The soul-pop sensibilities of Lake Street Dive

Courtesy photo

Lake Street Dive.

By Katie Klingsporn Herald staff writer

When the members of Boston band Lake Street Dive started playing music together 10 years ago, they were students at the New England Conservatory of Music, where their intensive education entailed performances of heady jazz at venues like concert halls and museums.

The band was put together by trumpet player Mike Olson as an outlet for looser, less jazzy music. But it took Lake Street Dive a little while to discover the key to what would become its signature soul-pop sound: abandoning jazz for pop.

“We didn’t really have a direction when we started,” said lead singer Rachel Price. “It wasn’t until after we played together for a few years that we realized that we all have the same taste in music, which wasn’t jazz, it was a lot of ’60s and ’70s pop and Motown . ... Once we realized it, we sort of mentally made a switch.”

Since they uncovered their shared pop passion, Lake Street Dive has doubled down on its distinct style, which mixes Motown hooks, layered vocal harmonies, acoustic stylings and Price’s powerful vocals in a way that is both catchy and unmistakable.

The direction has paid off; in the last year, the band has ridden a cresting wave of popularity that has included shout-outs in Rolling Stone, an appearance on “Late Show with David Letterman” and sold-out shows.

Lake Street Dive will play in Durango on the Smiley Building lawn. The concert, which is being presented by KSUT Public Radio, will open with special guests The Brothers Comatose.

Lake Street Dive, which features Price and trumpeter Olson along with Bridget Kearney on upright bass and Mike Calabrese plays drums, play a strain of pop that is hook-heavy without relinquishing fine musicianship.

Mixing nostalgia into sophisticated harmonies and grooves, Lake Street Dive shimmies a line between the past and the future, and brings the flexibility and spontaneity of its jazz background to the pop realm. But it’s Price’s on-stage charisma and agile vocal stylings that make the band really remarkable.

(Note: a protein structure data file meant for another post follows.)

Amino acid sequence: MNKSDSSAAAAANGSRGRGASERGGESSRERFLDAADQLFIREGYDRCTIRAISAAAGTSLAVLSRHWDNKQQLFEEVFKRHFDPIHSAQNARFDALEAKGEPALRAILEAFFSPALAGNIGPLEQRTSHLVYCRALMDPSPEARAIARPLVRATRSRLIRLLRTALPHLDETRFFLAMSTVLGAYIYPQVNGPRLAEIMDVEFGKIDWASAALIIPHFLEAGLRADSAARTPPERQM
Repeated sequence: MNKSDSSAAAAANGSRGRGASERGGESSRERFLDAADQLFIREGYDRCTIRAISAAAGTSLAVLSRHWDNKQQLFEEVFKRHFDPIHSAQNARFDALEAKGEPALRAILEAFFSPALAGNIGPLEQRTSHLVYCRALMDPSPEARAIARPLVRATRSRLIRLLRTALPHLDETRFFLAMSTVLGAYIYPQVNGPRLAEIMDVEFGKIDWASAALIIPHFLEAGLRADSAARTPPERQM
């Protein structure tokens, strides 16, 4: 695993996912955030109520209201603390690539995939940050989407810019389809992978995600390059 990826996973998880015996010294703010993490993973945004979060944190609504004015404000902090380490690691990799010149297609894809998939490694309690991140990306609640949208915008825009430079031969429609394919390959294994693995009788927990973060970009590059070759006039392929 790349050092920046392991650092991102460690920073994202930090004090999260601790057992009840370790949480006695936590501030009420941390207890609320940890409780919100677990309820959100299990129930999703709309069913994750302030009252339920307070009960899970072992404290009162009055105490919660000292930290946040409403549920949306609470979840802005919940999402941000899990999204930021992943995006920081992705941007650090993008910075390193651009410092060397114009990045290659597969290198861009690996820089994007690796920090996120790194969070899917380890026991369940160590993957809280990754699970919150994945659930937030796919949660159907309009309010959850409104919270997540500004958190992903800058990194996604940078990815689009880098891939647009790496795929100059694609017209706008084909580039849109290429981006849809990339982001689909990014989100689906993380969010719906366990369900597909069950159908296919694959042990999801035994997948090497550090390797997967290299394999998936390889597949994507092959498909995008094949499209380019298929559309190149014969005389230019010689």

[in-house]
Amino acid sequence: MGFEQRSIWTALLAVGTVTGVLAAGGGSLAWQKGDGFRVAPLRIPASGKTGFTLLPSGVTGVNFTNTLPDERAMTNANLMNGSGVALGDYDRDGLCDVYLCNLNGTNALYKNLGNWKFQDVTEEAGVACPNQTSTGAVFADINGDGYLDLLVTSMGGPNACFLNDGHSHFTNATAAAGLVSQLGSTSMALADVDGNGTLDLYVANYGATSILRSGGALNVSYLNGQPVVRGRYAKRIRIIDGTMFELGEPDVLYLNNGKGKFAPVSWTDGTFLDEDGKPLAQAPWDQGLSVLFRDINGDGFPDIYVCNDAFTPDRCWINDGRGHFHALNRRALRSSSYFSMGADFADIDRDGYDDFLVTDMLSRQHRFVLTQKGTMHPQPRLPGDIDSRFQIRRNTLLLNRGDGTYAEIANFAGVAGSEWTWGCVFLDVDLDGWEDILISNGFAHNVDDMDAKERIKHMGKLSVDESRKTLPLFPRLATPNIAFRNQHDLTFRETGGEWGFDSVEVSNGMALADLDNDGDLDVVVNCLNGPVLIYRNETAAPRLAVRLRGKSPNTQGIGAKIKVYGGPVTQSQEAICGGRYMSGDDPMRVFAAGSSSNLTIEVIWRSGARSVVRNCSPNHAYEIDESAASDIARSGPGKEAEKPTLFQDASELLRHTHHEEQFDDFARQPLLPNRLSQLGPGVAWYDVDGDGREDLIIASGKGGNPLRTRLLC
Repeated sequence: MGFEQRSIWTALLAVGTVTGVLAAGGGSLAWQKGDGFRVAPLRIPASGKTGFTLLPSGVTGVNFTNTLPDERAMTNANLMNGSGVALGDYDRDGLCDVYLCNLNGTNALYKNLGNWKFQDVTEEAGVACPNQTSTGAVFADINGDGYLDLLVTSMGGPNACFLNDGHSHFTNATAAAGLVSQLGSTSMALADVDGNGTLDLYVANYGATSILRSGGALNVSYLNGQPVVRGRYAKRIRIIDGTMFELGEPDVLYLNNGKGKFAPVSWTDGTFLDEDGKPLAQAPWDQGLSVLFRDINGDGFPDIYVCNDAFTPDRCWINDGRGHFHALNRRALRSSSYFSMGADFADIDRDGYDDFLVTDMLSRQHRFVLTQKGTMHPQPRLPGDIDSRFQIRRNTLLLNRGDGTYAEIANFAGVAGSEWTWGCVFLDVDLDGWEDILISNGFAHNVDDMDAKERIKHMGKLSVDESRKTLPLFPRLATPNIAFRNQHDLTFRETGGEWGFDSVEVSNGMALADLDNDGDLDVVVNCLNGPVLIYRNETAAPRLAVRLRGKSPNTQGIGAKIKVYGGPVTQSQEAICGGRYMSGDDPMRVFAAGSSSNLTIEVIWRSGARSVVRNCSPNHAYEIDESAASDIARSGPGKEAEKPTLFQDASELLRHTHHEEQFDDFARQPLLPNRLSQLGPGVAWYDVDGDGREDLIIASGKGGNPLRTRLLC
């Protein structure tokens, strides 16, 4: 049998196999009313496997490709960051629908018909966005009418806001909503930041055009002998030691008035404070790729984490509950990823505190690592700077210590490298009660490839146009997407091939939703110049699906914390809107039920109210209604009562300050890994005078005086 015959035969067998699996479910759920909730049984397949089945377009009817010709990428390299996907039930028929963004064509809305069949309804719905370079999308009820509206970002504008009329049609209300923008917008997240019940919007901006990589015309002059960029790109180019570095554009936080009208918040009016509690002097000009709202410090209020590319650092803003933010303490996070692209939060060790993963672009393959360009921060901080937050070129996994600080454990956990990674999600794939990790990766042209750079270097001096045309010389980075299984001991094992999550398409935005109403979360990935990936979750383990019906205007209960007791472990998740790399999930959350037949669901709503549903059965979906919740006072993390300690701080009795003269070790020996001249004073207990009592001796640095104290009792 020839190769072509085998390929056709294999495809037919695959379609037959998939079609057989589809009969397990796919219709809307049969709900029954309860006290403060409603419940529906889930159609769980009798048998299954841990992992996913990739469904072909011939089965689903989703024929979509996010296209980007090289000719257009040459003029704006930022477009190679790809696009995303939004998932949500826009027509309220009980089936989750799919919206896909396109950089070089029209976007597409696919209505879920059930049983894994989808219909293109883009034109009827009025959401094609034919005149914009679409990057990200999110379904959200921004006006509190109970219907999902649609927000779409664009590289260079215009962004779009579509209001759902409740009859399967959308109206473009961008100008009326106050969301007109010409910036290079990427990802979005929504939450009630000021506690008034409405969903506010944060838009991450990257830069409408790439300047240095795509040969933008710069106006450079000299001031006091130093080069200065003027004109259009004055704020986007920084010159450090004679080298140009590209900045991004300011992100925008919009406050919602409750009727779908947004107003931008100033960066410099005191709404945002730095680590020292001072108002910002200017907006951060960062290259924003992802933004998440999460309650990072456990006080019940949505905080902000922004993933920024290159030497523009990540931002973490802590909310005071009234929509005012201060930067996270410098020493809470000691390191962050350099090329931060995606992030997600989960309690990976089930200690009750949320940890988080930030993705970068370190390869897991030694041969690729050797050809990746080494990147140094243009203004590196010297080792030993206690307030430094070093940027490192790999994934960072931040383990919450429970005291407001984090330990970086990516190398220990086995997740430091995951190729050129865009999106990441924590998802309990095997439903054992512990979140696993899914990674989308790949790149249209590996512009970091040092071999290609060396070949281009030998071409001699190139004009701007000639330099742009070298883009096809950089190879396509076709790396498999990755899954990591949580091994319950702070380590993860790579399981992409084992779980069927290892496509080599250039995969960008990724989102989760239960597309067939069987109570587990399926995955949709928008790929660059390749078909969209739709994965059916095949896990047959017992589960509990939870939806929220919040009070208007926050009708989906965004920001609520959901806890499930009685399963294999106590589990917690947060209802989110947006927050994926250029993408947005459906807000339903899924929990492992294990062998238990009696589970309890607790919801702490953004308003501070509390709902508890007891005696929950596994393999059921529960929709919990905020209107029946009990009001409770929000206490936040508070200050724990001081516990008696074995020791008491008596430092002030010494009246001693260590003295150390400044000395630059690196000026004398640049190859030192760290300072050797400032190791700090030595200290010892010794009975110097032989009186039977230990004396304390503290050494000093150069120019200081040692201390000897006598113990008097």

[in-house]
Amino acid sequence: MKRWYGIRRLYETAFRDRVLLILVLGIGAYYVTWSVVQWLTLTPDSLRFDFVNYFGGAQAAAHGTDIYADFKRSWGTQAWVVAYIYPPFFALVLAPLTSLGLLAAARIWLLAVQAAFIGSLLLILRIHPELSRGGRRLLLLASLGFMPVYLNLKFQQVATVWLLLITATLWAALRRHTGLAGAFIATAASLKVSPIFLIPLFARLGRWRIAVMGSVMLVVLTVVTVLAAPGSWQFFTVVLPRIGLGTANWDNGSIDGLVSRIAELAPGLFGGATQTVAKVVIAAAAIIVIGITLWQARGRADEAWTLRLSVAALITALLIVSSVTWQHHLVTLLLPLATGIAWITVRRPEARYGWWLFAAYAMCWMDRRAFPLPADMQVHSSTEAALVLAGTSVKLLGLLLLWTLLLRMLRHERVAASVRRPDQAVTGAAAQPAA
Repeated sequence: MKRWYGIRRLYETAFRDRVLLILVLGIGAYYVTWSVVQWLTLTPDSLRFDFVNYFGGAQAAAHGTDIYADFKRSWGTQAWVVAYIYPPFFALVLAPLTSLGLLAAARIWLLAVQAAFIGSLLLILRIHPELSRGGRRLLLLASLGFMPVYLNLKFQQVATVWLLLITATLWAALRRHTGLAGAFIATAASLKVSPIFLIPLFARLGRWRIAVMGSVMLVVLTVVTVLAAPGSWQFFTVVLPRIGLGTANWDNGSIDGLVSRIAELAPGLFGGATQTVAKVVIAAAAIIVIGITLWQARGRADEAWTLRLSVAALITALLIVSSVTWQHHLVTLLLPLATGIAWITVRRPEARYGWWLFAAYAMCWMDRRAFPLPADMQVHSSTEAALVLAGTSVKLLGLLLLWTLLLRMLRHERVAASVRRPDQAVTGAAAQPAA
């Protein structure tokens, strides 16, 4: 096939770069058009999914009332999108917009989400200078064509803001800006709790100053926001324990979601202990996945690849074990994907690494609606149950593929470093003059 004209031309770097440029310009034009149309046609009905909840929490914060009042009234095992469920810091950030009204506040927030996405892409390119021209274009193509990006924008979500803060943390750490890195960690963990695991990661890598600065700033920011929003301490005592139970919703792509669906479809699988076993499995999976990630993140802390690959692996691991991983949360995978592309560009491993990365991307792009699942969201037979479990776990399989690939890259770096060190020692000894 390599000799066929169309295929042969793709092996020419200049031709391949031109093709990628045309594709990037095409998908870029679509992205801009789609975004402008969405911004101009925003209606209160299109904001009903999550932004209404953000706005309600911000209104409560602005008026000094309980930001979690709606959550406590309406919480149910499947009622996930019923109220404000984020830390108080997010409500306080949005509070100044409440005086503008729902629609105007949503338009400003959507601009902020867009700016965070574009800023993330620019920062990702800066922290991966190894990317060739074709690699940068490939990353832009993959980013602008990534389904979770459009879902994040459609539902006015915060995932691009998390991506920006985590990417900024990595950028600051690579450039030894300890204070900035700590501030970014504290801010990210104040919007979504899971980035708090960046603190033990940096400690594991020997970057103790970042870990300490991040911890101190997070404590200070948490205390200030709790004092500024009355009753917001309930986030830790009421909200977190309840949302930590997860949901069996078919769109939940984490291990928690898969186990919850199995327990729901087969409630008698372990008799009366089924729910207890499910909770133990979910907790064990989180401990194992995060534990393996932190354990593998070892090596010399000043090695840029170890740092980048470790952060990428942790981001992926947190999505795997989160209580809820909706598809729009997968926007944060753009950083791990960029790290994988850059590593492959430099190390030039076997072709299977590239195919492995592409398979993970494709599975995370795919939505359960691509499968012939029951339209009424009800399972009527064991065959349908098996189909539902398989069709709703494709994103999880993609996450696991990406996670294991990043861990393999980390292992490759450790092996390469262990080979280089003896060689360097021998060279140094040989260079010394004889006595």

After forming in 2004, the band independently released its first album, “In This Episode,” in 2006, following that up with “Promises, Promises,” in 2008. The band then hooked up with Signature Sounds for the 2011 release of its self-titled album. Its big break came soon after, when members gathered around a single mic on a street corner in Boston to play a cover of Jackson 5’s “I Want You Back.” The video of that performance has been viewed more than 2 million times.

The release of its fine LP, “Bad Self Portraits,” in February 2013 helped catapult Lake Street Dive into the big year of media attention it has had: festival slots, appearances on shows, sold-out concerts where fans sing every word back to them. Price said it’s been fantastic.

“At times, it’s overwhelming, but it’s also like, we’ve been a band for 10 years, so to have these confirmations ... it feels good,” she said. “It feels like the right time for it to happen.”

Because all four members of Lake Street Dive write original songs, it creates a lot of diversity in the music. Price thinks that’s part of what is catching on with fans, along with a recent push to add more vocals.

“I think it’s exciting to see a band with sort of four equal contributing members,” she said. “And everybody sings. If you have four people singing in harmony, people respond.”

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